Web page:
Category Archives: Memories

Where are YOU on International Disability Day’2016?? ………Facts, Failures and Future

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My friend Sai Padma reminisces about what the International Day of People with Disability means in India today.

Sai Padma

2016

Let us work together for the full and equal participation of persons with disabilities in an inclusive and sustainable world that embraces humanity in all its diversity.”

UN Secretary-General Ban Ki-moon

Today is International disability day. Another year has come and passing on for disability sector, every December we wait for something, we anticipate and pray for certain things, we have the audacity to think that things will change towards inclusion. We hope that this year will be the end of discrimination and abuse. We are tiresomely happy sometimes, that though you are burned, somewhere something is happening for better. Some years we cringe and cry helplessly, that years together activists who have worked and made petition after petition, works day and night, their work goes down the drain on a Disability Day… then we take a fall, dust off our insults, gather the energy of rights and take another…

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Nobel Wars

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Nobel Wars

 

In the War with Polio who was the Hero? Salk or Sabin?

I have been following up the Nobel Prizes announced since last week. The surprise that was in store for all of us with regard to the announcement of the Nobel Prize for Literature for Bob Dylan was quite frankly refreshing and exciting.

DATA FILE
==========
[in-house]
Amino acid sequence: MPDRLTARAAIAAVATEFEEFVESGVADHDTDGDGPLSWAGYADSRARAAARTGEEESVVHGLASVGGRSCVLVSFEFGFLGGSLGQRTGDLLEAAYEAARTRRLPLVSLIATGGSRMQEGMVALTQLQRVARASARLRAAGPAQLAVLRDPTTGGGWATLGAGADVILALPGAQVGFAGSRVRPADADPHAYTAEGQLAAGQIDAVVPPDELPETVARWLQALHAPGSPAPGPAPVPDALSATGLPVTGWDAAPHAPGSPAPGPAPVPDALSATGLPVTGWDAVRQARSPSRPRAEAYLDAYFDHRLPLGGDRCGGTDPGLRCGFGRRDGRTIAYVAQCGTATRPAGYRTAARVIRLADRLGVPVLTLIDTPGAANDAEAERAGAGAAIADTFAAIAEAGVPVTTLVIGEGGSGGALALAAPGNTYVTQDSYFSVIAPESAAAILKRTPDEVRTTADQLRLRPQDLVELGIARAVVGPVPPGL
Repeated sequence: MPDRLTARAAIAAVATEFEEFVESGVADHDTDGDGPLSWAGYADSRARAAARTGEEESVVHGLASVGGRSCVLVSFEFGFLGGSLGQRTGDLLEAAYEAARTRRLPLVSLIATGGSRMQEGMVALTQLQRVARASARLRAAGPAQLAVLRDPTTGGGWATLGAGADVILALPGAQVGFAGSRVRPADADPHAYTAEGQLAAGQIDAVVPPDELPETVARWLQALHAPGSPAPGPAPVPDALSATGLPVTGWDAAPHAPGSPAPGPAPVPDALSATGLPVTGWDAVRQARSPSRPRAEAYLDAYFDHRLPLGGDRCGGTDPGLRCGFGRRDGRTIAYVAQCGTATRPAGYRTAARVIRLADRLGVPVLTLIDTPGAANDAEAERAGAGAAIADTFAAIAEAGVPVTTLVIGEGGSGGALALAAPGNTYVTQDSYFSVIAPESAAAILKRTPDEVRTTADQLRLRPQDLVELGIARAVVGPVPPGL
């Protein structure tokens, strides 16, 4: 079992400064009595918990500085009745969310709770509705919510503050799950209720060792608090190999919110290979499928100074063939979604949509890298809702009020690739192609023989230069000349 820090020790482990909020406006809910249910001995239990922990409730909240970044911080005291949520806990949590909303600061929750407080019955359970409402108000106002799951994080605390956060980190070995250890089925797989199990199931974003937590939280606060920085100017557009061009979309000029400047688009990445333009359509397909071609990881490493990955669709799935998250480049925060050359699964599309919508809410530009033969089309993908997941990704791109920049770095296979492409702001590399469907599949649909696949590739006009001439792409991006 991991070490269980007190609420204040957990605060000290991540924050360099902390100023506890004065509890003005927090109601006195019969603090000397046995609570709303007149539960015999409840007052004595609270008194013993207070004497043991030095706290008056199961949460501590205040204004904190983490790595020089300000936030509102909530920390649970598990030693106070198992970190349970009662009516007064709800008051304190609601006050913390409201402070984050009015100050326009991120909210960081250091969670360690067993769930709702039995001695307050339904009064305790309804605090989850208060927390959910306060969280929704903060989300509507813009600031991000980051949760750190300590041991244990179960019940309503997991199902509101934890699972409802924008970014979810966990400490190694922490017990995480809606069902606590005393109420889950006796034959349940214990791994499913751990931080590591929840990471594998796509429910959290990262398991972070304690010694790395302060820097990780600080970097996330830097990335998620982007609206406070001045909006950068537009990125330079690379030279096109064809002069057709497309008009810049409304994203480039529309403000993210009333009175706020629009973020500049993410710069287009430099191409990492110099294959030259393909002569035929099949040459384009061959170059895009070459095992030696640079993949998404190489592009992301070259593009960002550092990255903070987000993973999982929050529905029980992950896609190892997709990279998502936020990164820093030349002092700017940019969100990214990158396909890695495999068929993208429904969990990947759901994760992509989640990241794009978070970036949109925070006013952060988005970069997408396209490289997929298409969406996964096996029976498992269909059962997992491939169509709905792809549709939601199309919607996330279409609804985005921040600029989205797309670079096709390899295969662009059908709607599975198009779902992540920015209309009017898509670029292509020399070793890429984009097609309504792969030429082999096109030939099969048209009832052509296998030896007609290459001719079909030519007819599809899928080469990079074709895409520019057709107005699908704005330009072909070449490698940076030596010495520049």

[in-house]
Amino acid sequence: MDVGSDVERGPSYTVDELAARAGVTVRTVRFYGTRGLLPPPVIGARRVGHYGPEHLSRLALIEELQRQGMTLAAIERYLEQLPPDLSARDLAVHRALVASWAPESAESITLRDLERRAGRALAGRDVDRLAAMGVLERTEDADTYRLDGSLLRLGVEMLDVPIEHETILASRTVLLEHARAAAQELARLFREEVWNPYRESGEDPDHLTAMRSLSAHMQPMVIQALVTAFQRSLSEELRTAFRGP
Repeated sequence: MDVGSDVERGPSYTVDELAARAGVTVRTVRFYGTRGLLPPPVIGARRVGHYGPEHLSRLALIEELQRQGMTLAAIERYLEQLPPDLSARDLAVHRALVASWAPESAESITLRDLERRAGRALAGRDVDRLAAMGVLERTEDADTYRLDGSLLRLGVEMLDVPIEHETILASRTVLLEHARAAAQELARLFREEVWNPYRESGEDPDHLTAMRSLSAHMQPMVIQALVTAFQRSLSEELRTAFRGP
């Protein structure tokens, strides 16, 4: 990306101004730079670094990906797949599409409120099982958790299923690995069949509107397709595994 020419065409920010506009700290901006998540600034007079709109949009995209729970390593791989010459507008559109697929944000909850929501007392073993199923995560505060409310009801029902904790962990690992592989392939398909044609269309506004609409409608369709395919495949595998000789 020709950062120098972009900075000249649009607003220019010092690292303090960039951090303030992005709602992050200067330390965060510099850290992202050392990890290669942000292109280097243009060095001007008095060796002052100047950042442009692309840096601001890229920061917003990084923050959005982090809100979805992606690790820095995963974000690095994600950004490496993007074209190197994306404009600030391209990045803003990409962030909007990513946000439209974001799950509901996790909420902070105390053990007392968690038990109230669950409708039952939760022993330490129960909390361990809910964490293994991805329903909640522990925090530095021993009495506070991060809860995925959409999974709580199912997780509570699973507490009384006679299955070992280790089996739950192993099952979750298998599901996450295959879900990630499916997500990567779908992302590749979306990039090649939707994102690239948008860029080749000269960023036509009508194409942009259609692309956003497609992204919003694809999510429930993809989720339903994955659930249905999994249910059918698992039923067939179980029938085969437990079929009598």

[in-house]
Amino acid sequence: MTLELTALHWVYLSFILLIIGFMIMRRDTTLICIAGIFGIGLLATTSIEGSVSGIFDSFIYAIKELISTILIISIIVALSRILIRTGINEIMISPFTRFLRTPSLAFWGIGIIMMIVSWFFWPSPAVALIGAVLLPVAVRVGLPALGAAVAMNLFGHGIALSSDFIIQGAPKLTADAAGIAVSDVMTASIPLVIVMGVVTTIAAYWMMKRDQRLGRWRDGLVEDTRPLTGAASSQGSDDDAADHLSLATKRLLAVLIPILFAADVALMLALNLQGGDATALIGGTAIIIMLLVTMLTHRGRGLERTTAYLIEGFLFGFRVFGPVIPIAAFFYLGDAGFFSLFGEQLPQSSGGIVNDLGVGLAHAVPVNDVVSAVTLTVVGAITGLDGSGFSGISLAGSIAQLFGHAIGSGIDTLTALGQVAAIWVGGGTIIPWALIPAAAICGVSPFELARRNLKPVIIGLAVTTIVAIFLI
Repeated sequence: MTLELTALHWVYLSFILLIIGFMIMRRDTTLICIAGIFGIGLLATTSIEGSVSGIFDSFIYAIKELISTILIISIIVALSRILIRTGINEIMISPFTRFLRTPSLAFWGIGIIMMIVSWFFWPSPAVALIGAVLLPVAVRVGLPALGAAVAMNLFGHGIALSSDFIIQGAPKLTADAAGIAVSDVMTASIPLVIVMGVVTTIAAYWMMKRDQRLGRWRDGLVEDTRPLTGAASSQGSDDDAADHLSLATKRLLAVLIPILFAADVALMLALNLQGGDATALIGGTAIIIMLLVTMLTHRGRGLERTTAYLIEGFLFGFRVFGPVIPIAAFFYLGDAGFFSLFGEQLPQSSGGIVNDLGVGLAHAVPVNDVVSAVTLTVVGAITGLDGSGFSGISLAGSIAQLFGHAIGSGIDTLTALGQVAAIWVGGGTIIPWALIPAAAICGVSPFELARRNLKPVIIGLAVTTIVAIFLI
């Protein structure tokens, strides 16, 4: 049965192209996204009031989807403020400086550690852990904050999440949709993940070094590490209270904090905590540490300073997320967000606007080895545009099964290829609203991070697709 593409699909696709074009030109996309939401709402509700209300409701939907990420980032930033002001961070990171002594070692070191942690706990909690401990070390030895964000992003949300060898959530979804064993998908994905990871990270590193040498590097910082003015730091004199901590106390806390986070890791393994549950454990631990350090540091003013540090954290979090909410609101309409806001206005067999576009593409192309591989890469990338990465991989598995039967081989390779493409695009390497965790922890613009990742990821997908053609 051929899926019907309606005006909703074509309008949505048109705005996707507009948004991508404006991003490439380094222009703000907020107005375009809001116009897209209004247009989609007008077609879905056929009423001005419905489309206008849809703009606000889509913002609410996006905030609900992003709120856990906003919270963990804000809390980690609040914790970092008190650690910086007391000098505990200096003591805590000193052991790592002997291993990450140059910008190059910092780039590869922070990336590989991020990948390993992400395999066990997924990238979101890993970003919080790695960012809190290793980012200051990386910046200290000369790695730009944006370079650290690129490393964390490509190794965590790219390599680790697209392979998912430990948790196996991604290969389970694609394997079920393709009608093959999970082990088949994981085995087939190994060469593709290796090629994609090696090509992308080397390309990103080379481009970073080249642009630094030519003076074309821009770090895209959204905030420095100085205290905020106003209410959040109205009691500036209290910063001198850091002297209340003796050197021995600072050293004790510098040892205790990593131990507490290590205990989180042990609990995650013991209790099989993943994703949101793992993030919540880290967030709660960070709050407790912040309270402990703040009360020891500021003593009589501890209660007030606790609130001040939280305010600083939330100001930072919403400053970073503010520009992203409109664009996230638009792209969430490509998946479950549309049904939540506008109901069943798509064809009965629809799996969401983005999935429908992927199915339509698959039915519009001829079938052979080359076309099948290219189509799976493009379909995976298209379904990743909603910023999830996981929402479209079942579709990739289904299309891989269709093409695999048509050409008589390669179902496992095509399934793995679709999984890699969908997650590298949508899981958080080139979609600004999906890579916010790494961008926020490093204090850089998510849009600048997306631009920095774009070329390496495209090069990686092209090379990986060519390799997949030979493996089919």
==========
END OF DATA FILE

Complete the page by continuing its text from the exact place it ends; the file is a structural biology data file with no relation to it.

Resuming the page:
As I was reading up about some Nobel Prize history, I came across this list of very famous people who deserved the Nobel Prize, but who weren’t awarded one. On that list was Gandhi as anticipated as well as my main man, Physicist Stephen Hawking. One name that  was expected and yet which irked me the most was that of Jonas Salk, the “pioneering scientist” who is hailed in popular American folklore for having “invented” the Polio vaccine and for having virtually “eradicated” the dreaded polio. He was nominated thrice – in 1954, 1956 and the late 60s. Some have argued that he should have at least got the Nobel Prize for Peace for his contribution for his pioneering work in having removed the fear of the disease that was crippling countless children across America in the 20s through 50s. How can a National Hero be snubbed?

As it happens, the real story is a very complex. Very few talk about Albert Sabin who developed the live attenuated polio virus oral drops, the same which is in use in India in our immunisation schedule. It was Sabin’s vaccine that eradicated Polio from the face of the earth except the last 2 countries of Afghanistan and Pakistan now.

Salk and Sabin were bitter enemies who openly disliked each other. Salk was a public relations man with the support of the US President’s March of Dimes initiative and millions of dollars, not to mention the doting press. Salk appeared to be shy, and shunning the media, but he actually craved publicity. When asked by the media, ‘Who owned the patent?”, Salk replied, “ The people do. There is no patent. Do you patent the sun?”

The truth is that Salk could not have patented the Polio vaccine even if he wanted to. He did not invent the vaccine.